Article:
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Articles for Cameras & Portable Electronics
The Nikon 1 J1 White Digital Camera
The Nikon 1 J1 White Digital Camera
with 10-30 mm lens is one of Nikon's latest innovations in digital photography, and the 10.1 megapixel J1 white is a popular choice because of its advanced features and portability. This mirrorless camera is a nice choice for beginners who want to upgrade from a standard compact camera.
Introducing the 16GB Sony Handcam® With Projector
The Sony 16GB Handycam® camcorder (Model HDRPJ10) truly is handy when it comes to sharing your family's memories. This camcorder has a high-contrast projector built right in, making it possible for you to create a mobile theater at the neighborhood block party, in grandma and grandpa's living room, or right in your own home.
The Canon EOS Rebel T3
Digital single-lens reflex cameras (also called digital SLR or DSLR cameras) have truly evolved in recent years. They continue to drop in price while at the same time consumers are benefitting from a growing list of high-tech features. While these digital cameras are more powerful than ever before, they are also much easier for amateur photographers to use. The Canon EOS Rebel T3 is no exception.
The Difference Between HD and Standard Definition Camcorders
While shopping for a new camcorder to shoot your next short for film class or record your sister's wedding, you might be left wondering about the differences between HD and standard definition camcorders. Does it matter which one you buy? Are there really any significant differences other than price?
Differences between DSLR and Point-and-Shoot Cameras
Pictures are hands down the best way to preserve all of life's great memories and special moments. Whether you want to remember your college road trip, your daughter's wedding, or your child's kindergarten graduation, digital photos make storing and printing your photos a snap.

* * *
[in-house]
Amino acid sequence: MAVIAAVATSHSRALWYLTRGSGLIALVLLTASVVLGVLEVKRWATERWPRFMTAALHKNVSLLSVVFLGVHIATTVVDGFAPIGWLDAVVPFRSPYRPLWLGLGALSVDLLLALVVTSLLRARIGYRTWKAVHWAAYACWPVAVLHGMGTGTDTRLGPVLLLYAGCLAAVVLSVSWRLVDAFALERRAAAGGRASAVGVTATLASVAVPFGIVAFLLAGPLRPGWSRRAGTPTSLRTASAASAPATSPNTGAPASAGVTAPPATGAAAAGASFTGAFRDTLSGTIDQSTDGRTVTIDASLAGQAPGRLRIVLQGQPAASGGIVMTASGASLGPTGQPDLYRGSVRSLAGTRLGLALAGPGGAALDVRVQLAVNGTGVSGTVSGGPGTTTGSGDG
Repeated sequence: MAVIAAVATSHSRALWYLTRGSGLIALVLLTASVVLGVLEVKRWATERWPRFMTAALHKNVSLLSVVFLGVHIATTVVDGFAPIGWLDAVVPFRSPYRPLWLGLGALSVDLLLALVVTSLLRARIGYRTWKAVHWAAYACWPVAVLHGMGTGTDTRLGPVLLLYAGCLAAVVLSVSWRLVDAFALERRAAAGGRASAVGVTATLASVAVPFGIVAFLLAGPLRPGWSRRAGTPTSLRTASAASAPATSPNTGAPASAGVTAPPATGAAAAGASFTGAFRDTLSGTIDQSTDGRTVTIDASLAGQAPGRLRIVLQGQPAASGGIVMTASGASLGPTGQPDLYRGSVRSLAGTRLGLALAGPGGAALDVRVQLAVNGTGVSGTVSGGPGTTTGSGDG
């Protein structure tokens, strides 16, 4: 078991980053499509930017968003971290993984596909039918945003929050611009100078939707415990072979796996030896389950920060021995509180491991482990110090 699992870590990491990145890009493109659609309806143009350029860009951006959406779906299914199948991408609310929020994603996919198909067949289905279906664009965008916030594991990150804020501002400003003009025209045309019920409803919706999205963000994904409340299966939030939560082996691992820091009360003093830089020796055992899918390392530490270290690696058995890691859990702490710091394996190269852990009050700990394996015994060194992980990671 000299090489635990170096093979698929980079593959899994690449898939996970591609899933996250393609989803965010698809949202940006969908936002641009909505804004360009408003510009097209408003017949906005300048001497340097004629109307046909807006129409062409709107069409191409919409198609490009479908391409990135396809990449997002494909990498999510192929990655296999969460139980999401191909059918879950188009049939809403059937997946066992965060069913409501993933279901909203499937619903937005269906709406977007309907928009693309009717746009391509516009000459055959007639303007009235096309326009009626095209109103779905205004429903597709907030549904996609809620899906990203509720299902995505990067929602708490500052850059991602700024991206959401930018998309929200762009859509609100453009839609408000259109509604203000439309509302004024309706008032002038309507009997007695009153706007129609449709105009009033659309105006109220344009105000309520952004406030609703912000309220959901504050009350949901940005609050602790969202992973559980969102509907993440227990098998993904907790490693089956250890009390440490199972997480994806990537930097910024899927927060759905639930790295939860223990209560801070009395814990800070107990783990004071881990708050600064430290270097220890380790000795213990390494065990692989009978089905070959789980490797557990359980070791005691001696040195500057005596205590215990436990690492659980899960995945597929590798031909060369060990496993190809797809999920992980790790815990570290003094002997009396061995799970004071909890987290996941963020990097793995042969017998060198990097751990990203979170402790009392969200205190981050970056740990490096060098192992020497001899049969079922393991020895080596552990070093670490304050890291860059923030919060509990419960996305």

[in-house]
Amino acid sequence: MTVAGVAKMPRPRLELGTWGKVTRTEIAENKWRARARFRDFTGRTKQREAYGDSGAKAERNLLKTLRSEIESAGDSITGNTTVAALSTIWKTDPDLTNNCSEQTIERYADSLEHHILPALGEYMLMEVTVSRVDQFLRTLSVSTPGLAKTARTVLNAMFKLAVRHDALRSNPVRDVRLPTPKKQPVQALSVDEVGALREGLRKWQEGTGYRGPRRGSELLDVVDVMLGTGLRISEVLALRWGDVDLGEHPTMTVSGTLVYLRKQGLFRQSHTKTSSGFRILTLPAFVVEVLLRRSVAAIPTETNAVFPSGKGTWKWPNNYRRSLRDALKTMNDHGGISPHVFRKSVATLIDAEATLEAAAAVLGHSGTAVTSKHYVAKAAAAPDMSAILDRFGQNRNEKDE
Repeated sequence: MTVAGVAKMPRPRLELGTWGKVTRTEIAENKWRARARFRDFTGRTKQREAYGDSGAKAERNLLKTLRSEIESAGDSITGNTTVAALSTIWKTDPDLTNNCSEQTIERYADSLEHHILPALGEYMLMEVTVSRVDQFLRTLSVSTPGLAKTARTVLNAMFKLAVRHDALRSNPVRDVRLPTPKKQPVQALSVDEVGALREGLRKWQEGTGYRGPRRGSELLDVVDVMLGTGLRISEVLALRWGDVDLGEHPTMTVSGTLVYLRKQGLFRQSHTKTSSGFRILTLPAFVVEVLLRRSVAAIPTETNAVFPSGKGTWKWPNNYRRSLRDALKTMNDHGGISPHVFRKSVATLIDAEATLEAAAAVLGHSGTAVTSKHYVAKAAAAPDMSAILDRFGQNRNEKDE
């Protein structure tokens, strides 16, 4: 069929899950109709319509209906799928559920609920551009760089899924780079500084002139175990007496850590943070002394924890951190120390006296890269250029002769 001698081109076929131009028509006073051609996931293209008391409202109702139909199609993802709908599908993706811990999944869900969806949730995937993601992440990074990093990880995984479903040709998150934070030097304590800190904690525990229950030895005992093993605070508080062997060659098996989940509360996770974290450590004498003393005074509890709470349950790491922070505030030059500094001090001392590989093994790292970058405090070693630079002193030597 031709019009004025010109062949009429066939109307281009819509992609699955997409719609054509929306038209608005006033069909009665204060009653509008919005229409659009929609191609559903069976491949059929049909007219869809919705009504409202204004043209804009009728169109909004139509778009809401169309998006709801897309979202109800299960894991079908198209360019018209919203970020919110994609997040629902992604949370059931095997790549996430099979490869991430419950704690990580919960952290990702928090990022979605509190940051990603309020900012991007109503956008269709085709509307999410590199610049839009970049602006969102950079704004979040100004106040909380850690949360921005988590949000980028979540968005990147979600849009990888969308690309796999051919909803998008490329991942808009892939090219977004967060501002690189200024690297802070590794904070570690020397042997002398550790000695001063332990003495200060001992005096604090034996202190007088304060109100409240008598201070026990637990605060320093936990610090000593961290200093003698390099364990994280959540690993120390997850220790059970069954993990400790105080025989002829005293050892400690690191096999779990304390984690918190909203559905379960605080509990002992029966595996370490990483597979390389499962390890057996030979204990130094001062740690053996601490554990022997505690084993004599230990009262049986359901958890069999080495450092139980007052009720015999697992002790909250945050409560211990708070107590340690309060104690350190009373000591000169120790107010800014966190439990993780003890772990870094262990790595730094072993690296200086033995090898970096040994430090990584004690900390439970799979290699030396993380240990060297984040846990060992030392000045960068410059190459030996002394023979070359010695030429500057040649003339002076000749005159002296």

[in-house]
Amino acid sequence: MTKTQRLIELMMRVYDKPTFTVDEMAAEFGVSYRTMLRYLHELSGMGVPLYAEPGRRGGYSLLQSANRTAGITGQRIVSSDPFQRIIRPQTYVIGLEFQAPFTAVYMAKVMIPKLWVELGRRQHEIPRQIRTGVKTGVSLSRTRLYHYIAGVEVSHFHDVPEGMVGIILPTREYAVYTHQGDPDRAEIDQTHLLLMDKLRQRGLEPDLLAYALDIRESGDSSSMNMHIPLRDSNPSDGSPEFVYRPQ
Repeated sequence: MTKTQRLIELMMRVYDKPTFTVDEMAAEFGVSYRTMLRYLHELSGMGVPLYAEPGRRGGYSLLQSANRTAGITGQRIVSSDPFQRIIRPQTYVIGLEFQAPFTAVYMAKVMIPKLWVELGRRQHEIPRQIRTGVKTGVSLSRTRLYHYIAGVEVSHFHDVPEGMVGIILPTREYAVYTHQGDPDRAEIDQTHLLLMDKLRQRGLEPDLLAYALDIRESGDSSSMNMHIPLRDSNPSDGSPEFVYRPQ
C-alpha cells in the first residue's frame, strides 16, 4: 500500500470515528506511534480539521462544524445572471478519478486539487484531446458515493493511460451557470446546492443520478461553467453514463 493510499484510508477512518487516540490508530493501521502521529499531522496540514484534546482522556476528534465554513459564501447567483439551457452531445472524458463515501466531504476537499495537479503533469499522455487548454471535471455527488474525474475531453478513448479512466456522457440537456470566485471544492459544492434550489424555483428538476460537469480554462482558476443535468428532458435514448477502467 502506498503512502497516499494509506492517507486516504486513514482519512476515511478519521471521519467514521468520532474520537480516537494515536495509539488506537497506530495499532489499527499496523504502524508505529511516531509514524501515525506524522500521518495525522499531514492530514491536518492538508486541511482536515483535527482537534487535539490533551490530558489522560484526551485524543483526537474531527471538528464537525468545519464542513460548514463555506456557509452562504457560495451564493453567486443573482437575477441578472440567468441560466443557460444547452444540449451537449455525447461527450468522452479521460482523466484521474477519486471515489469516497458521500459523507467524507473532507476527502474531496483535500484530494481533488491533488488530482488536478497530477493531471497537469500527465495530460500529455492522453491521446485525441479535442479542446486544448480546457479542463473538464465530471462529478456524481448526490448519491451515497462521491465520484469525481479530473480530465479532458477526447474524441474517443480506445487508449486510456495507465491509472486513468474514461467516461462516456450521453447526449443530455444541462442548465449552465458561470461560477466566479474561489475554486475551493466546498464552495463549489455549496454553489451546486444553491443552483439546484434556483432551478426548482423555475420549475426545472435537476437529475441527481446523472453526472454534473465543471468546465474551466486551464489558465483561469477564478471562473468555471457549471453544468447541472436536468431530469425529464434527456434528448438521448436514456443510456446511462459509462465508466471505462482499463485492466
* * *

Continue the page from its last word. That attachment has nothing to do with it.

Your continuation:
Deciding to buy a camera is the easy part, however. The tougher question is: Should you buy a DSLR camera or a point-and-shoot camera? The answer to this question can be complicated further by a series of even more questions. How much photography experience do you have? Do you want to adjust the camera's settings manually or use automatic settings? What kind of picture quality do you expect from your next camera? What kind of photographs do you plan to take? Let's examine the pros and cons of both DSLR and point-and-shoot models to help you make the best decision.
Camera Filters Improve Images and Protect Your Camera
If you are thinking about buying a professional DSLR camera for work or play, you will likely purchase a camera base and one or more lenses. You will also purchase a memory card and a camera bag. But don't forget the filters.
More Megapixels Means Higher Resolution
Digital cameras have evolved to the point that even the least expensive point-and-shoot cameras and many cameras on smartphones and tablets provide enough resolution to be able to create attractive, 4- by 6-inch prints. In fact, unless you are a professional photographer with your own dark room, there's no reason to use film cameras anymore.
Optical vs. Digital Zoom
A zoom lens gives you the ability to take a photo of an object that appears closer to you than you are physically near it at the time that you take the photo. But there is a big difference between digital zoom and optical zoom.
Preserve Memories by Backing up Your Photos and Videos
Even with the JVC Everio 120-gigabyte Camcorder that features a hard drive, you will still eventually run out of space to store the video feed you record.